"Outer valves closed. Inner valves closed."

"Minus thirty seconds. Condition red."

"Pressure in the ship. One-third atmosphere."

"Twenty seconds."

"Ship secure for space."

"Ten, nine, eight—"

I lay prone on the steel deck, braced myself and prayed.

"Seven, six, five—"

"Gyros on. Course set."

"Four, three, two—"

The ship trembled. A great light flared beyond the curving transparency of the blister.

"Up ship!"

A hand smashed down on me, crushing me into the deck.

I thought: I must live. I can't die. I won't die!

I felt the spaceship rising. I felt her reaching for the stars. I was a part of her. I screamed with pain and exaltation. The hand pressed harder, choking the breath from me, stripping the plastiskin away in long, damp strips.

Darkness flickered before my eyes. I lay helpless and afraid and transfigured with a joy I had never known before.

Distorted, half-naked, I clung to life.


When I opened my eyes, they were all around me. They stood in a half-circle, trim, uniformed. Their smooth faces and cropped hair and softly molded bodies looked strange against the functional steel angularity of the astrogation blister.

I staggered to my feet, long strips of plastic flesh dangling from me.

The Queen was in space. I was in space, no longer Earthbound.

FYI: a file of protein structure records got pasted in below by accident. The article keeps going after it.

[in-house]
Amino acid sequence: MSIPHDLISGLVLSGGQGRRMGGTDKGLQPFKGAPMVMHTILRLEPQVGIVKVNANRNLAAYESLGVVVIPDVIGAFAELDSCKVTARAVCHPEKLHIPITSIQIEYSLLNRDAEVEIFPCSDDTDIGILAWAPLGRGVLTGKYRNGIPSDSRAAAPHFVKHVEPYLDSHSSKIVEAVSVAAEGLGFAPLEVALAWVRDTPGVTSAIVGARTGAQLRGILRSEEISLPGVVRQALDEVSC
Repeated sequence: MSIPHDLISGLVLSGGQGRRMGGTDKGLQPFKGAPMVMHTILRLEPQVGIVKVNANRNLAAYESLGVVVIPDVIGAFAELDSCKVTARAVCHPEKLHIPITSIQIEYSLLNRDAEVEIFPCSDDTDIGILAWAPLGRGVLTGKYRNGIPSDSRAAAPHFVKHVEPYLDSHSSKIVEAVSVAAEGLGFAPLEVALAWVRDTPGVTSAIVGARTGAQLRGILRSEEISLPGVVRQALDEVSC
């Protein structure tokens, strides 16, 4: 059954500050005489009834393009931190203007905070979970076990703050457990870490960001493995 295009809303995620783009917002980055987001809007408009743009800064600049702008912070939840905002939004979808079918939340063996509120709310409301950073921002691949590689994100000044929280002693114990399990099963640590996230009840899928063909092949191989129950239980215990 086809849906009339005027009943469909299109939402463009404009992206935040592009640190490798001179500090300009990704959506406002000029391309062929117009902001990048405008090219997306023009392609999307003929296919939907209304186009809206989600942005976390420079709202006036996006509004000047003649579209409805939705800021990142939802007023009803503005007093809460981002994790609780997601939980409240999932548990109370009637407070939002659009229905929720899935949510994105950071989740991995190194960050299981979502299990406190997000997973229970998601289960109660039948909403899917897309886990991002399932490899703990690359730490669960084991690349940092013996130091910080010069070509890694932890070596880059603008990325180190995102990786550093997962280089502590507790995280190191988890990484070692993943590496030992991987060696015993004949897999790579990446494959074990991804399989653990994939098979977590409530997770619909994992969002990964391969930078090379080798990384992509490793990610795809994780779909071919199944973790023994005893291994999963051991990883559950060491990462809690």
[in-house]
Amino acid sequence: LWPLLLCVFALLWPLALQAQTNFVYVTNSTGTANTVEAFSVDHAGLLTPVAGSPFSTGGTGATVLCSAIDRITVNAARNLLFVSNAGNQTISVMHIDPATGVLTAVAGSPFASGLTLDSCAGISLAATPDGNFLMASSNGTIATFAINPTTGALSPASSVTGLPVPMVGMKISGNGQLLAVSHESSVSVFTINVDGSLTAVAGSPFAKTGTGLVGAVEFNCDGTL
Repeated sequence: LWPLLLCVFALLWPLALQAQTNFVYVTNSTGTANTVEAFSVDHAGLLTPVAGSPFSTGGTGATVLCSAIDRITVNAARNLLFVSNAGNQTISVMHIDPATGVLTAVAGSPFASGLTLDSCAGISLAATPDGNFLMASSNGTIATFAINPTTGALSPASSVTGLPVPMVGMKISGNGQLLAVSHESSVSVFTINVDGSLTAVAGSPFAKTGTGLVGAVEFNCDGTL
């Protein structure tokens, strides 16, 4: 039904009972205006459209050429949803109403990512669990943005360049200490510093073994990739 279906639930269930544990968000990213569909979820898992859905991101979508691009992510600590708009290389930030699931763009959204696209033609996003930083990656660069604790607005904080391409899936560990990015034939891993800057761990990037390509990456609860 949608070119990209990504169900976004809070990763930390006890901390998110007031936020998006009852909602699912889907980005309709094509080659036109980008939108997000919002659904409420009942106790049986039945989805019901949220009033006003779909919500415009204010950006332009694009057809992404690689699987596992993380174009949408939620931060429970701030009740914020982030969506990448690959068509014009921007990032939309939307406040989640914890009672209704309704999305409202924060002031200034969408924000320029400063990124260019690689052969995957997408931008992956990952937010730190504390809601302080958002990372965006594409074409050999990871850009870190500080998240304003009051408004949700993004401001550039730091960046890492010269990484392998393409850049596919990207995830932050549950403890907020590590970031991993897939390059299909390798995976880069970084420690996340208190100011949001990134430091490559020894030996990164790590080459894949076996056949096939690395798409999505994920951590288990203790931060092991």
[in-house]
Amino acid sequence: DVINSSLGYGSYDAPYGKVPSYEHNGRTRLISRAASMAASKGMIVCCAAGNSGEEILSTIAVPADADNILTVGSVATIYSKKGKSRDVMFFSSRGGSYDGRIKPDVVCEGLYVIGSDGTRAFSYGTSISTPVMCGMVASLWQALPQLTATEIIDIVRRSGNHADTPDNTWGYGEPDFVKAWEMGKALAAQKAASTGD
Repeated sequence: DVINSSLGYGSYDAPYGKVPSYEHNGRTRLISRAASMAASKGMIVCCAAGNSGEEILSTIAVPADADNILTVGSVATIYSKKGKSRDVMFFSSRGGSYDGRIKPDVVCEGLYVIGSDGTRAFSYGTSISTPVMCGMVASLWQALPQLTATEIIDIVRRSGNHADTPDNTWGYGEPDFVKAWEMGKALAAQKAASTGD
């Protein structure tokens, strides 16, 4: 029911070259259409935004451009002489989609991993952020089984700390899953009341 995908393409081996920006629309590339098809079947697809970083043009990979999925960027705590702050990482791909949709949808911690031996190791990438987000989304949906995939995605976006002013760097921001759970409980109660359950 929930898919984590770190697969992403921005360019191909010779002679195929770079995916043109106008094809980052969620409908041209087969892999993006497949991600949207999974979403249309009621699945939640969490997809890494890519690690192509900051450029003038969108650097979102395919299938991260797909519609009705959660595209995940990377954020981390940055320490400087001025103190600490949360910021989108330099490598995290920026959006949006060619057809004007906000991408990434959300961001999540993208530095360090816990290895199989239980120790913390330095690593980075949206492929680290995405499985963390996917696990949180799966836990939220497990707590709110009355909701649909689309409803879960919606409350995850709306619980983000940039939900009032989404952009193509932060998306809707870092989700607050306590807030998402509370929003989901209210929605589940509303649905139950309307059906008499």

"Yes," I said, "I lived! Look at me!"

I stripped off the flesh mask, peeled away the red, full lips, the long transformation.

"I've done it. Others will do it, too. Not breeders—not brainless ornaments to a hyper-nymphoid phallus! Just ordinary men. Ordinary men with a dream. You can't keep the sky for yourselves. It belongs to all of us."

I stood with my back to the blazing stars and laughed at them.

"In the beginning it was right that you should be given priority over us. For centuries we kept you in subjection and when the Age of Space came, you found your place. Your stamina, your small stature, everything about you fitted you to be mistresses of the sky....

"But it's over. Over and done with. We can all be free—"

I peeled away the artificial breasts that dangled from my chest.

I stood swaying drunkenly, defiantly.

They came to me, then. They took me gently and carried me below, to the comfort of a white bunk. They soothed my hurts and nursed me. For in spite of it all, they were women and I was a man in pain.